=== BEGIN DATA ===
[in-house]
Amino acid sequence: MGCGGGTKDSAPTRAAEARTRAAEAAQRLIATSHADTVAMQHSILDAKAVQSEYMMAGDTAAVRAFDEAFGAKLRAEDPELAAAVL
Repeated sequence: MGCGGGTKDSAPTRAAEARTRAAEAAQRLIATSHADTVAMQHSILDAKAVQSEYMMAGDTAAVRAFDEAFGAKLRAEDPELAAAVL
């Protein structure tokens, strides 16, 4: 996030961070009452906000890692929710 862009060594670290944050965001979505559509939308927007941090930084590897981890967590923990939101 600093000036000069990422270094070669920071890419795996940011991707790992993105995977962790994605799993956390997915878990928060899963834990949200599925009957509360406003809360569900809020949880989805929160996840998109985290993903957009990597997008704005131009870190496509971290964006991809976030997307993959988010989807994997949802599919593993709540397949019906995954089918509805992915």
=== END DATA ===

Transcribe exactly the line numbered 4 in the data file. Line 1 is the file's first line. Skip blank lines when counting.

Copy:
């Protein structure tokens, strides 16, 4: 996030961070009452906000890692929710 862009060594670290944050965001979505559509939308927007941090930084590897981890967590923990939101 600093000036000069990422270094070669920071890419795996940011991707790992993105995977962790994605799993956390997915878990928060899963834990949200599925009957509360406003809360569900809020949880989805929160996840998109985290993903957009990597997008704005131009870190496509971290964006991809976030997307993959988010989807994997949802599919593993709540397949019906995954089918509805992915």